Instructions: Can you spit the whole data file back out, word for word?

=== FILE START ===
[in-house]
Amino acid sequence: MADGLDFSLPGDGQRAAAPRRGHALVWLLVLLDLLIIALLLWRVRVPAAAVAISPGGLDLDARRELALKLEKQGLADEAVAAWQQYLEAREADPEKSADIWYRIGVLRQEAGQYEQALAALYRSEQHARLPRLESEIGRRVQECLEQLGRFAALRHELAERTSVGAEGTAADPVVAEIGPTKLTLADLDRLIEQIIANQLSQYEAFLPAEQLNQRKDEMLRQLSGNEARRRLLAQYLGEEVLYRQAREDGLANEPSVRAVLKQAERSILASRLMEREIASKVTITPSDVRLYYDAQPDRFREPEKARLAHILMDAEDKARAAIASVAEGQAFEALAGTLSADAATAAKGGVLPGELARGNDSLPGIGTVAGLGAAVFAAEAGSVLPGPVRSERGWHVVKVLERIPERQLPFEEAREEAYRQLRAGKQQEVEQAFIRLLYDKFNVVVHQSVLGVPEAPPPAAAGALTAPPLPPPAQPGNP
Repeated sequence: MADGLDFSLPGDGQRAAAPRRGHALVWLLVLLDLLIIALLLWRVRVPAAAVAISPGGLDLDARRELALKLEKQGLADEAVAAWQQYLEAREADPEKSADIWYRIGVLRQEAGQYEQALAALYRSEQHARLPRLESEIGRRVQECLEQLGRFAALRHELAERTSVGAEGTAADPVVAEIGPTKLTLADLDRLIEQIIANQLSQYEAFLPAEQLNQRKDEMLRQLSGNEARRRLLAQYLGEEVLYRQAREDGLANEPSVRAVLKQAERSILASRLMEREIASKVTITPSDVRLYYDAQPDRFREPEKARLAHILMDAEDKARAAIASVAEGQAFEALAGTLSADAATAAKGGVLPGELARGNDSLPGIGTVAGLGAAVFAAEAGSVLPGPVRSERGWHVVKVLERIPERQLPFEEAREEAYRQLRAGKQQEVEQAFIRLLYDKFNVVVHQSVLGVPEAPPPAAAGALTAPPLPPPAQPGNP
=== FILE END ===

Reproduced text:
[in-house]
Amino acid sequence: MADGLDFSLPGDGQRAAAPRRGHALVWLLVLLDLLIIALLLWRVRVPAAAVAISPGGLDLDARRELALKLEKQGLADEAVAAWQQYLEAREADPEKSADIWYRIGVLRQEAGQYEQALAALYRSEQHARLPRLESEIGRRVQECLEQLGRFAALRHELAERTSVGAEGTAADPVVAEIGPTKLTLADLDRLIEQIIANQLSQYEAFLPAEQLNQRKDEMLRQLSGNEARRRLLAQYLGEEVLYRQAREDGLANEPSVRAVLKQAERSILASRLMEREIASKVTITPSDVRLYYDAQPDRFREPEKARLAHILMDAEDKARAAIASVAEGQAFEALAGTLSADAATAAKGGVLPGELARGNDSLPGIGTVAGLGAAVFAAEAGSVLPGPVRSERGWHVVKVLERIPERQLPFEEAREEAYRQLRAGKQQEVEQAFIRLLYDKFNVVVHQSVLGVPEAPPPAAAGALTAPPLPPPAQPGNP
Repeated sequence: MADGLDFSLPGDGQRAAAPRRGHALVWLLVLLDLLIIALLLWRVRVPAAAVAISPGGLDLDARRELALKLEKQGLADEAVAAWQQYLEAREADPEKSADIWYRIGVLRQEAGQYEQALAALYRSEQHARLPRLESEIGRRVQECLEQLGRFAALRHELAERTSVGAEGTAADPVVAEIGPTKLTLADLDRLIEQIIANQLSQYEAFLPAEQLNQRKDEMLRQLSGNEARRRLLAQYLGEEVLYRQAREDGLANEPSVRAVLKQAERSILASRLMEREIASKVTITPSDVRLYYDAQPDRFREPEKARLAHILMDAEDKARAAIASVAEGQAFEALAGTLSADAATAAKGGVLPGELARGNDSLPGIGTVAGLGAAVFAAEAGSVLPGPVRSERGWHVVKVLERIPERQLPFEEAREEAYRQLRAGKQQEVEQAFIRLLYDKFNVVVHQSVLGVPEAPPPAAAGALTAPPLPPPAQPGNP